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Tag: Listowel Races 2019

Listowel Races 2019, Graveyard Prayer and Orphan Train

Raceweek  2019

It was a great week with Listowel bathed in glorious sunshine, huge crowds, great racing, fashion, glorious expectation of another All Ireland Football victory; it was roses roses all the way for race week 2019.

Here are the first of my photos. from Wednesday.  I am slowly sorting myself out after the hectic week.


What I’m Reading

I’m reading this book, Orphan Train and I’m learning about something that I, and I’m sure many American and Irish people didn’t know about.

“The Orphan Train Movement was a supervised welfare program that transported orphaned and homeless children from crowded Eastern cities of the United States to foster homes located largely in rural areas of the Midwest. The orphan trains operated between 1854 and 1929, relocating about 200,000 orphaned, abandoned, abused, or homeless children.

Three charitable institutions, Children’s Village (founded 1851 by 24 philanthropists),[1] the Children’s Aid Society (established 1853 by Charles Loring Brace) and later, the New York Foundling Hospital, endeavored to help these children. The institutions were supported by wealthy donors and operated by professional staff. The three institutions developed a program that placed homeless, orphaned, and abandoned city children, who numbered an estimated 30,000 in New York City alone in the 1850’s, in foster homes throughout the country. The children were transported to their new homes on trains that were labeled “orphan trains” or “baby trains”. This relocation of children ended in the 1920’s with the beginning of organized foster care in America.” (Wikipedia)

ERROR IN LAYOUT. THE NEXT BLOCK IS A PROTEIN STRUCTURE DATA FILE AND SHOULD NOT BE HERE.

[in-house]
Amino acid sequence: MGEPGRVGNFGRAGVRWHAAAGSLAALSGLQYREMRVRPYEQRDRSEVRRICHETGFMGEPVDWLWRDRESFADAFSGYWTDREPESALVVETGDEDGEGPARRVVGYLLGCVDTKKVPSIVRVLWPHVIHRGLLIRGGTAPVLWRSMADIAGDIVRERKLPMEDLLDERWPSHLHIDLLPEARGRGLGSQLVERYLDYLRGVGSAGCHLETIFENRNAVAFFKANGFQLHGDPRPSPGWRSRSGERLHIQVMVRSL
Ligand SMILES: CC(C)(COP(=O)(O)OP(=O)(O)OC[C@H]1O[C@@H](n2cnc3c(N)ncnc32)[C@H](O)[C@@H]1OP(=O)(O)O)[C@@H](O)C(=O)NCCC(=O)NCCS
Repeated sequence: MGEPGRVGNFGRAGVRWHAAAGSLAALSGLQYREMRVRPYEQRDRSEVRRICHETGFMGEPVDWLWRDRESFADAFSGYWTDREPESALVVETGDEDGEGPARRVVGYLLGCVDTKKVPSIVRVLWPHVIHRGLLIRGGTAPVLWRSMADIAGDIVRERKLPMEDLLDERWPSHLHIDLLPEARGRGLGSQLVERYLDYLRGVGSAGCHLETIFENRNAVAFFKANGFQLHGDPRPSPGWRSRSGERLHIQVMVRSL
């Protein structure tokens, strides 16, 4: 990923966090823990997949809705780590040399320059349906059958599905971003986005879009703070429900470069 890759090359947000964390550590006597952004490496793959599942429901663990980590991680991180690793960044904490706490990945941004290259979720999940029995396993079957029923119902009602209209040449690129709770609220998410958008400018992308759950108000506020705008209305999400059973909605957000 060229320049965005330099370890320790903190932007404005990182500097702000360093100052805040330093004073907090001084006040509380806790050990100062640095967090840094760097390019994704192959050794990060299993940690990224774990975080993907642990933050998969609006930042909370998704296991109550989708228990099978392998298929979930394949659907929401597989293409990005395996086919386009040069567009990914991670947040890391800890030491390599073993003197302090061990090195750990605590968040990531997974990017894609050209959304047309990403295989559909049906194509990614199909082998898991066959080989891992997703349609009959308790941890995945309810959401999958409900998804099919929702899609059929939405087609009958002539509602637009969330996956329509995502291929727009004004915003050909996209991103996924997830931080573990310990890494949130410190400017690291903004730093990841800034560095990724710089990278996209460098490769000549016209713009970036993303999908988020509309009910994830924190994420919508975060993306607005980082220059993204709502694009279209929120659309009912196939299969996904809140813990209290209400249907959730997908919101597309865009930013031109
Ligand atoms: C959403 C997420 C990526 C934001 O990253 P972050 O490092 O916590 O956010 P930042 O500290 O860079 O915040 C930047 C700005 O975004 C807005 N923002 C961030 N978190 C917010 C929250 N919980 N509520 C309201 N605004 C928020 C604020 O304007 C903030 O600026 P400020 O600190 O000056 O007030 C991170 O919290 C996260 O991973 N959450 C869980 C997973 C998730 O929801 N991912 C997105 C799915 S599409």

Some of these children were Irish. Their families had come to the U.S. seeking a better life or fleeing famine and sometimes they fell on hard times and couldn’t support their children or some of them died and there was no one to care for the children.

The scheme was well intentioned and many children found happy homes but many did not. Some became no better than slaves or indentured servants in their new homes. 

Some who came through this system told of how the train would stop in a town on its journey and prospective “parents” would come out to see what children were on offer. Babies were easy enough to rehome, but older children were often separated from their siblings. There are tales of towns where the children were put up on a stage and a kind of auction held for them. Apparently this is where the term “up for adoption” comes from. If they didn’t find a home in the town they were put back on the train and they tried again in the next town.

Most of the children who were relocated were white. Most had no birth certificate and poor enough knowledge of who they were or where they were from.

The Orphan Train Heritage Society was founded in 1986 to preserve the history of this scheme.



The old people used to have a prayer for every occasion. Some prayers were called urnaí, a kind of charm as well as a prayer. This is one of those. It was said passing a graveyard. The gist of it is; You were once like us. We will one day be like you. May we all flourish in God’s kingdom

Ag dul thar Reilige

Go mbeannaí dhíobh, a fhoireann,

Go mbeannaí dhíobh is Muire,

Bhí sibhse tráth mar sinne,

Beimidne fós mar sibhse,